Run the AWS Batch job. You should see a file (*_smiles_result.csv) similar to the following in the rdkit-processed bucket:
The original input file includes a column of measured logSolubility(mol/L). To prepare for the Amazon SageMaker stage that uses the SMILES as a primary key, append this column to the result file. This can be achieved by downloading the csv from S3 and uploading it again after appending the measured logSolubility values.
Stage 2: Using Amazon Sagemaker
In the Amazon SageMaker console, under Dashboard, choose Create notebook Instance, and then fill in the details of the interface as shown in the following screenshot. If this is your first time in the console, Amazon SageMaker will ask you to create an IAM role, which will need access to Amazon S3. It’s optional to set the VPC and subnet settings.
After you have completed these tasks choose Create notebook instance, It takes a few minutes for the instance to be created. After your instance is started choose Open, and you will be redirected to the instance and the Jupyter notebook interface.
Create a new Jupyter notebook in the instance using the conda_mxnet_p27 environment. We also provide environments using TensorFlow as well as base Python 2 and Python 3 environments. Alternatively, you can simply download the entire notebook here.
Let’s create the notebook for training the candidate compounds. First, we need to define some S3 bucket variables in the location where we stored the result file from the first part of the workflow, after we have appended the solubility values.
Next we need to import the RDKit libraries into the environment:
Several dependencies will be installed. Next we will import the modules we will use in this exercise.
Next we will read in the file from the deepchem GitHub.
Now we will read in the SMILES from the file and parse the structures.
We can visualize a few of our structures in the deepchem set (optional).
You will get an output:
Next we will import our results from the AWS Batch workflow described earlier.
We will split our data into a 70/30 training and validation sets with shuffling and prepare for modeling. The output will print out the data shapes for the training and validation sets.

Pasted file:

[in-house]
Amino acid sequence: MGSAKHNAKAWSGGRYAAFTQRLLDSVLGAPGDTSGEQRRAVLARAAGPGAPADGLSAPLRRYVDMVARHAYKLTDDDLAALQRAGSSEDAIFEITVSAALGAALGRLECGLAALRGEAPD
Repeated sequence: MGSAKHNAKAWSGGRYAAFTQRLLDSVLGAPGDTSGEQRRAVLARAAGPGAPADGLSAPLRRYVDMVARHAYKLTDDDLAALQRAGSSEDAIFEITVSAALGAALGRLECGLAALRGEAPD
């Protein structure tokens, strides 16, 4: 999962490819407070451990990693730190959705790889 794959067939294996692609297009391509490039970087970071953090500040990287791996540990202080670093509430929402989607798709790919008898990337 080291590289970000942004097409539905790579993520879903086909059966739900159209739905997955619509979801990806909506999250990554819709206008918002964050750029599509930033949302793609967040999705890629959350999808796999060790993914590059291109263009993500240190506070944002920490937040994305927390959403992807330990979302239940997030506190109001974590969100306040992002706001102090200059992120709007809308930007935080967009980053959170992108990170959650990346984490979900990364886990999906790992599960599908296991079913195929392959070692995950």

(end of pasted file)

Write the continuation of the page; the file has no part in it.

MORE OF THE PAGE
Now we define our linear modeling parameters. This is a relatively straightforward linear regression coupling batch normalization of the 2D descriptor set with a hyperbolic tangent activation. The output is a visual representation of the neural network.
At this point we can train the model and check our validation score against the test.
You should get the debug log of the training with an approximate speed of 20k samples/sec. Finally, we can plot our result score and use the model to predict the entire dataset.
The light purple data points (left panel) comprise the entire dataset. The green subset is the compounds that have been selected for independent validation. The evaluation set adequately represents the diversity of the entire deepchem set with a validation score above 90 percent. The panel on the right represents the element-wise prediction error distribution. At this point, with the model built, you can create an endpoint and deploy it. You can follow along here for an example on how to deploy and create an endpoint for the model.
In this blog post you have successfully created a container-based RDKit platform in Amazon ECS and AWS Batch, processed a collection of compounds for molecular descriptor calculations, and developed an Apache MXNet ML model, through Amazon SageMaker, to predict the solubility.
I invite you to play around with the various model.fit() parameters in the Amazon SageMaker notebook. You can modify the optimizer, learning rates, and epochs. If you are able to improve the validation score please respond in the comments section of the blog.
If you have any questions, please leave them in the comments.
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About the Author
Amr Ragab is a High Performance Computing Professional Services Consultant for AWS, devoted to helping customers run computational workloads at scale. In his spare time he likes traveling and finds ways to integrate technology into daily life.